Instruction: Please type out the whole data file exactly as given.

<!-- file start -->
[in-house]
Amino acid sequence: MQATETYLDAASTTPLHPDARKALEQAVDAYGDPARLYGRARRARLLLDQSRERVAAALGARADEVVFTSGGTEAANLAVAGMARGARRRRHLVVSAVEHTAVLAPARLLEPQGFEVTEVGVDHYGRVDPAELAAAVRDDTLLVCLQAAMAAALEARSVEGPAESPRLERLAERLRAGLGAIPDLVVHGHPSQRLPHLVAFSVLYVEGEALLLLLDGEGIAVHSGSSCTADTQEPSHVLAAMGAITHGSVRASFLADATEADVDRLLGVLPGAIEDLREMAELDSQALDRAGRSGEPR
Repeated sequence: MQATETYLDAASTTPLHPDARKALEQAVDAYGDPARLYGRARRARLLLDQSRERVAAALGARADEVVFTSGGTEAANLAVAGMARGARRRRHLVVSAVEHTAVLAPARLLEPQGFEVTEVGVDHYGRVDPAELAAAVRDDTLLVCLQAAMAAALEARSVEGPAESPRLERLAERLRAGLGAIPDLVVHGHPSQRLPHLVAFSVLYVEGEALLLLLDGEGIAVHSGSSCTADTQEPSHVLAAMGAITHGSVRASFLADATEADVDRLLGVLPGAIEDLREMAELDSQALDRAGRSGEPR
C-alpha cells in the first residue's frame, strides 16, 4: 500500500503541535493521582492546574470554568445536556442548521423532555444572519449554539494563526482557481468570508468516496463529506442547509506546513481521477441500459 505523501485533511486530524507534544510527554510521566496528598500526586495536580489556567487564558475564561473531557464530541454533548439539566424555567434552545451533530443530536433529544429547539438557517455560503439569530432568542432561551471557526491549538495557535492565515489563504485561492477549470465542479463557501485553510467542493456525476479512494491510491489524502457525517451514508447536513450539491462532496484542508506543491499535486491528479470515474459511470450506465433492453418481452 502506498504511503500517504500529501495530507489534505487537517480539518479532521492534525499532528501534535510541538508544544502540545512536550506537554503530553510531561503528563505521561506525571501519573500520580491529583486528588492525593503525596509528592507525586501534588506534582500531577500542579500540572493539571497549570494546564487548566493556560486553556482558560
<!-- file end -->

[in-house]
Amino acid sequence: MQATETYLDAASTTPLHPDARKALEQAVDAYGDPARLYGRARRARLLLDQSRERVAAALGARADEVVFTSGGTEAANLAVAGMARGARRRRHLVVSAVEHTAVLAPARLLEPQGFEVTEVGVDHYGRVDPAELAAAVRDDTLLVCLQAAMAAALEARSVEGPAESPRLERLAERLRAGLGAIPDLVVHGHPSQRLPHLVAFSVLYVEGEALLLLLDGEGIAVHSGSSCTADTQEPSHVLAAMGAITHGSVRASFLADATEADVDRLLGVLPGAIEDLREMAELDSQALDRAGRSGEPR
Repeated sequence: MQATETYLDAASTTPLHPDARKALEQAVDAYGDPARLYGRARRARLLLDQSRERVAAALGARADEVVFTSGGTEAANLAVAGMARGARRRRHLVVSAVEHTAVLAPARLLEPQGFEVTEVGVDHYGRVDPAELAAAVRDDTLLVCLQAAMAAALEARSVEGPAESPRLERLAERLRAGLGAIPDLVVHGHPSQRLPHLVAFSVLYVEGEALLLLLDGEGIAVHSGSSCTADTQEPSHVLAAMGAITHGSVRASFLADATEADVDRLLGVLPGAIEDLREMAELDSQALDRAGRSGEPR
C-alpha cells in the first residue's frame, strides 16, 4: 500500500503541535493521582492546574470554568445536556442548521423532555444572519449554539494563526482557481468570508468516496463529506442547509506546513481521477441500459 505523501485533511486530524507534544510527554510521566496528598500526586495536580489556567487564558475564561473531557464530541454533548439539566424555567434552545451533530443530536433529544429547539438557517455560503439569530432568542432561551471557526491549538495557535492565515489563504485561492477549470465542479463557501485553510467542493456525476479512494491510491489524502457525517451514508447536513450539491462532496484542508506543491499535486491528479470515474459511470450506465433492453418481452 502506498504511503500517504500529501495530507489534505487537517480539518479532521492534525499532528501534535510541538508544544502540545512536550506537554503530553510531561503528563505521561506525571501519573500520580491529583486528588492525593503525596509528592507525586501534588506534582500531577500542579500540572493539571497549570494546564487548566493556560486553556482558560